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Review: Black Swan Brewpub
Sixteen taps and innovative gastropub fare make Plainfield’s new tavern a roadhouse worth the drive.
A decade ago, if you had said you were opening a restaurant in Indiana with comforting farmstead dishes paired to a full 16 taps of local beers, you probably would have roused a few chuckles. A full-bodied lager to go with that root-vegetable salad? Maybe a pale ale for the trout with Brussels sprouts? Is it Black Swan Brewpub’s location just off I-70 west of the city or its stark, neo–machine shed decor that makes the proposition still a bit surprising? Whatever the case, this gastropub arrives just as the state’s ascendant beer scene is becoming a bona fide movement. Who wouldn’t want to pull off on the long haul for a plate of sweet-potato gnocchi with braised duck or a Hoosier bison burger with truffled frites?
It’s the beer-savvy locals who have, in the months since the eatery opened, made the place their haunt. Off-roaders are trickling in, but Black Swan is bound to become a destination restaurant now that owner D.J. McCallister, a Beech Grove native, has his tanks going and will be filling those taps with house-brewed beers, like a cream stout or crisp Belgian wit. With dark, rustic paneling and domed metal lampshades, the place is less a classic British pub than the kind of bucolic tavern you might stumble across hiking in Central Europe, and the restaurant’s swan logo seems practically borrowed from a Hapsburg crest. Black cafe tables rimmed with chrome seem a little incongruous, more at home in a vintage diner, and windows facing the parking lot offer too clear a view of nearby gas stations and drive-throughs. But Black Swan avoids the typical shtick of contemporary beer halls and asserts a clear vision and personality all its own. The waitstaff is knowledgeable about the beers, and a full explanatory chart allows diners to drink full or half pints or even order sample sets for tasting.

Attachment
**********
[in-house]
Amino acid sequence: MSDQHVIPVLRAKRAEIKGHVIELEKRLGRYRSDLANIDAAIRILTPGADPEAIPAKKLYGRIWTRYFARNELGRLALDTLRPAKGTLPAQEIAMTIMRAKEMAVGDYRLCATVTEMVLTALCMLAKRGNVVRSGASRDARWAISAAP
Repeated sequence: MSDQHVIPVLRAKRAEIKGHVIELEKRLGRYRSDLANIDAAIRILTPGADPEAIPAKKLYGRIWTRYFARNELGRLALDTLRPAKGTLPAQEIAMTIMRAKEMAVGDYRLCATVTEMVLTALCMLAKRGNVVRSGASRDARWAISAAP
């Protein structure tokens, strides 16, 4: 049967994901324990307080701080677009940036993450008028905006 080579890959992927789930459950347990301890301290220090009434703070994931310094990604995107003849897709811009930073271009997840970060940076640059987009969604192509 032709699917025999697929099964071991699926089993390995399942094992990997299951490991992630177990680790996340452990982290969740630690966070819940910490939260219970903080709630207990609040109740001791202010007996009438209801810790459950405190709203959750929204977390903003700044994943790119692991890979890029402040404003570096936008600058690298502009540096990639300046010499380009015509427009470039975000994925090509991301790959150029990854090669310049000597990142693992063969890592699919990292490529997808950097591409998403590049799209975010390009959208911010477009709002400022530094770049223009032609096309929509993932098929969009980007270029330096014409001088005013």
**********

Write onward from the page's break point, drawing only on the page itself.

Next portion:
Chef Nick Carter, formerly a chef at Nordstrom and kitchen supervisor at Wolfgang Puck Catering, has foregone all-too-familiar pub staples in favor of Belgian gastropub classics. Fried pickles still appear among starters along with a more refined baked Brie accompanied by a marmalade of cherries and onion. An ambitious board of artisan meats includes a housemade pork terrine and a smoked-trout spread—perfect with just about any beer you order. Most surprising among appetizers, however, are tiny sweet peppadew peppers stuffed with chorizo, sitting in a luscious goat-cheese fondue. Too bad this one is so tiny.
» More: Black Swan won Best Fried Pickles in our December 2011 Best of Indy issue.
Salads are perhaps the most unexpected resident on the menu, especially a hearty one topped with roasted sweet potatoes and parsnips with hand-torn greens and a red-wine vinaigrette enriched with Parmesan. The only burger is a lean yet succulent half-pound bison version with meat from nearby Putnam County. Creamy fontina, crisp onion straws, and a sundried-tomato aioli dress the burger without making it too gloppy or gaudy.
Entrees showcase Carter’s true skills, though some hit the mark more than others. By far the highlight is light sweet-potato gnocchi drenched in a cream sauce with braised duck, shiitakes, and sweet scallions. Try finding that at any other tavern in town. Lightly grilled trout garnished with crispy leeks and paired with roasted Brussels sprouts (yes, you’ll like them) and lentils with bacon also won’t weigh you down. A generous slab of meatloaf made with both pork and beef is more tasty than it is moist; the chili–pale ale sauce is a welcome addition.
Chicken schnitzel with a ruggedly crunchy crust also has a deliciously earthy mushroom sauce, though the rough-cut braised cabbage on the side is disappointingly somewhere between crisp and tender.
Desserts, too, diverge into sigh-worthy finales and curious near-misses. Paired with a dark stout or even a light, sparkling cider, a trifle of nicely spiced gingerbread with an expert pumpkin cream sauce and clearly homemade whipped cream is a treat you simply don’t expect when you head out of the city on the highway. A citrus tart has similar aspirations but lacks polish in execution, its filling runnier than you’d expect. But you would excuse it at the end of such an unanticipated meal paired so thoughtfully with carefully crafted beers—the buzz of which you’re happy to wait out before you head back on the road.
Black Swan Brewpub
2067 Hadley Rd., Plainfield, 317-838-7444
HOURS Tues.–Thurs. 11 a.m.–10 p.m.; Fri.–Sat. 11 a.m.–midnight; Sun. 11 a.m.–10 p.m.
This article appeared in the March 2011 issue.